Running Injury Clinic
Solihull Birmingham
Frequently Asked Questions
[Shinsplints]
[Orthotics]
[Laser Foot Scanning]
[Biomechanical Evaluation]
[Video Gait Analysis]
[Knee Pain]
[Calf Strain]
[Pronation]
[Achilles Tendonitis]
[Plantar Fasciitis (Heel Pain)]
[Patella Tendonitis]
[Hamstring Strain]
[I T Band Syndrome]
[Sprained Ankle]
[Blisters]
[Bursitis]
[Back Pain]
Q - What is the difference between a Running Injury Clinic and a Sports Injury Clinic?
A -
  A Running Injury Clinic specialises in running injuries and should have staff who understand running. The Sports Physiotherapists and Sports Podiatrist at Atlas Running Injury Clinic in Solihull Birmingham and Tamworth are all runners themselves and boast a 1 hour 10 mins Half Marathon winning time.

Q - What type of equipment might the Running Injury Clinic have that would benefit runners?
A -
A Running Injury Clinic might have Video Gait Analysis equipment and softwear like Dartfish or Siliconcoach.
They would need a commercial Running Treadmill capable of a high speed for faster runners.  A Laser Foot Scanner for accurately mapping the contours of the feet when prescribing prescription orthotics.  Electrotherapy equipment for treating soft tissue injuries is vital for fast recovery from running injuries.

Q -  What is the difference between a Sports Therapist and a Physiotherapist?
A -
Physiotherapists have a minimum of 3 years training at University however there is limited Sports Injury input on the programme.  They are well trained in a wide variety of physiotherapy skills which include musculo-skeletal treatment and rehabilitation. "Physiotherapist" is a protected title and all have to registered with the HPC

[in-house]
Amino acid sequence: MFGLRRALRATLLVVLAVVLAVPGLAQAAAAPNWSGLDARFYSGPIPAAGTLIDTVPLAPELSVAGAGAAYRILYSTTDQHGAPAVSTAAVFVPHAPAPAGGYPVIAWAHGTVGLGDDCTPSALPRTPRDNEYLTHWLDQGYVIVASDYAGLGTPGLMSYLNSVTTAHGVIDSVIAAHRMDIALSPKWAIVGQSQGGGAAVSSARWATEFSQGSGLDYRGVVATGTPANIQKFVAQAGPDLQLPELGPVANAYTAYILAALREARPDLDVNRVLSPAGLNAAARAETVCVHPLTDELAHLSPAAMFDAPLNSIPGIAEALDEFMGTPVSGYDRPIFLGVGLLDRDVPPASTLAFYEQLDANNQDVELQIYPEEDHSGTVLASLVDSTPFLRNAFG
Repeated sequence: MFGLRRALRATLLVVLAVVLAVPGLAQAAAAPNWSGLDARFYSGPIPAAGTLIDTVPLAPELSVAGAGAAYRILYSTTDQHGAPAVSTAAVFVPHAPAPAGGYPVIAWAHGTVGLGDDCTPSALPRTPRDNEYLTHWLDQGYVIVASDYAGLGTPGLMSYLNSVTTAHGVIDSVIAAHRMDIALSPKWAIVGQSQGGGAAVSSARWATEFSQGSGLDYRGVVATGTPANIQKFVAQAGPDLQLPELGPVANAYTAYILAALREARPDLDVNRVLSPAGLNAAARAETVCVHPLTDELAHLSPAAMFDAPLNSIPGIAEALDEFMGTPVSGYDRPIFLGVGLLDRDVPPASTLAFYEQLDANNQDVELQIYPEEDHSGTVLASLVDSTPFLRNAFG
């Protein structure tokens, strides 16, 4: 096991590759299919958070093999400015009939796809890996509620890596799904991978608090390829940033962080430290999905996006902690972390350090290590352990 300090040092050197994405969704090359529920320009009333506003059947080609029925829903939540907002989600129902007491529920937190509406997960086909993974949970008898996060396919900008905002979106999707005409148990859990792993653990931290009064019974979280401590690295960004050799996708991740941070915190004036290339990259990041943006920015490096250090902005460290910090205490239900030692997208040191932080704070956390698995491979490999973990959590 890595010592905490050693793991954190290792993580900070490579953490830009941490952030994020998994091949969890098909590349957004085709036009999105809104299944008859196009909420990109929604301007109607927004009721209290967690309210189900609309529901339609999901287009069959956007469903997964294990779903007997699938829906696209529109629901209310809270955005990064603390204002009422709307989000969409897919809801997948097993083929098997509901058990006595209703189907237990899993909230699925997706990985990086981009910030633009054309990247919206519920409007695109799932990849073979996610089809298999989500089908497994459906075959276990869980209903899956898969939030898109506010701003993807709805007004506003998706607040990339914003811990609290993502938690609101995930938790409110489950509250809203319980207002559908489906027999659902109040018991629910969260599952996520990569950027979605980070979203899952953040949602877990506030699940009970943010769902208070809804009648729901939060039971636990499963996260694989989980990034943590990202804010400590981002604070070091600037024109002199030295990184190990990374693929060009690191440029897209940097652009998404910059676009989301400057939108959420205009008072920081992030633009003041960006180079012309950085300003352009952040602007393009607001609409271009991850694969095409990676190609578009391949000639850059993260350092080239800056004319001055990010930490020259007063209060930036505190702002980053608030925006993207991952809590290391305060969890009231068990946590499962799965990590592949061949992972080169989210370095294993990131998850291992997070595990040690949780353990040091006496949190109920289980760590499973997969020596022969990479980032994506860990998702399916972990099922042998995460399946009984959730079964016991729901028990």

Sports Therapists can also undertake a degree programme of 3 years but Sports Therapy also runs much shorter Further Education courses at colleges and there is no proper self regulation in place at the moment.  There are however plenty of good sports therapists who can help runners.

Q -  What does a Podiatrist Do?
A - 
A Podiatrist is another protected title and regulated by the HPC this is another university 3 year programme where the lower limb biomechanics and foot and ankle is the focus of their attention.  They study Gait analysis and locomotion and should be able to help runners with lower limb problems and overpronating feet and ankles.

Q -  Is Sports Massage of any benefit to Runners?
A - 
Yes, Sports Massage if done correctly is very good at relaxing tight and tired muscles after a long run.
Marathon training is hard on muscles and massage helps with recovery.  In the right hands early identification of problems are possible if the massage therapist is experienced.  Sports massage has 3 elements to it Pre-Sport
which is to relax and warm up muscles before an event or long training run.  Post-Sport which occurs after an event or run and Remedial which is treating a soft tissue injury.

Q - Should I wear my Orthotic Insoles all the Time?
A -
Yes, if you have a problem with overpronation and need biomechanical correction from orthotics then you should wear them in all footwear.  Its no good just wearing them in your running shoes as you will never get used to them.  Although the orthotics may appear comfy, your feet and ankles are in a constant state of change and each time you change from corrected footwear to non corrected footwear you alter the angle of pull on the muscles.
If you are doing this for long distance marathon training you will develop injuries.

Q -  How can I improve my running times?
A -
The best way to improve times is to first establish your aerobic and anaerobic thresholds.  Basically its a measure of your aerobic fitness and will establish your individual comfortable pace. Once this has been done you have a start point which is measurable.  A series of training routines involving interval training and speed sessions
can be devised and after 10 weeks you can be retested to see if your thresholds have increased.  You may then be able to increase your pace without discomfort and thus improve your times.
A 3 point test can be carried out at Atlas Running Injury Clinic to establish your Aerobic and Anaerobic thresholds.
Q - How can I prevent running blisters on my feet ?
A -
Blisters are caused by friction so in order to stop blisters you have to identify what is rubbing against your feet.  Training shoes too big where your feet slide around too much, socks or poor fitted orthotics can cause running blisters.  Typical location of a foot blister is under the medial arch. If you apply vaseline to the area this will reduce friction rub and prevent blisters but you need to identify the cause of the friction before you can solve this irritating painful problem.